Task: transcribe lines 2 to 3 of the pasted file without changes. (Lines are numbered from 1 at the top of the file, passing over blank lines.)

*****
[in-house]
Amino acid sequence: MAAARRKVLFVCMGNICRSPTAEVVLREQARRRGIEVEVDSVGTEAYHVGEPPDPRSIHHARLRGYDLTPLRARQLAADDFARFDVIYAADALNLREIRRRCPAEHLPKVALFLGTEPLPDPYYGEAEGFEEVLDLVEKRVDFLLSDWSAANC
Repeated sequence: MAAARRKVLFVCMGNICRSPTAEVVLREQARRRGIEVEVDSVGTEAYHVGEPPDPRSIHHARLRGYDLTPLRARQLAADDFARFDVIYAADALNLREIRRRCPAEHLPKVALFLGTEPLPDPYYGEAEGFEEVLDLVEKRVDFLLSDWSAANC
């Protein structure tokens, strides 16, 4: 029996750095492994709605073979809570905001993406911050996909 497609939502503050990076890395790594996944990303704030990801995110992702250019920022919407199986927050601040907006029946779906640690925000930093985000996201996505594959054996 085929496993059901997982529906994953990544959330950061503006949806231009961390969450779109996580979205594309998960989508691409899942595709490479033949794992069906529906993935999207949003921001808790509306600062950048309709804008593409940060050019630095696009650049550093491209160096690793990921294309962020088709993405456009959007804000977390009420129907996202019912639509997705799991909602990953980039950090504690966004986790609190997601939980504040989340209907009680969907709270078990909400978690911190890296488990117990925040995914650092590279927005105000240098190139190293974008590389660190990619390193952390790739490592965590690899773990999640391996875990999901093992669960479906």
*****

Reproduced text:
Amino acid sequence: MAAARRKVLFVCMGNICRSPTAEVVLREQARRRGIEVEVDSVGTEAYHVGEPPDPRSIHHARLRGYDLTPLRARQLAADDFARFDVIYAADALNLREIRRRCPAEHLPKVALFLGTEPLPDPYYGEAEGFEEVLDLVEKRVDFLLSDWSAANC
Repeated sequence: MAAARRKVLFVCMGNICRSPTAEVVLREQARRRGIEVEVDSVGTEAYHVGEPPDPRSIHHARLRGYDLTPLRARQLAADDFARFDVIYAADALNLREIRRRCPAEHLPKVALFLGTEPLPDPYYGEAEGFEEVLDLVEKRVDFLLSDWSAANC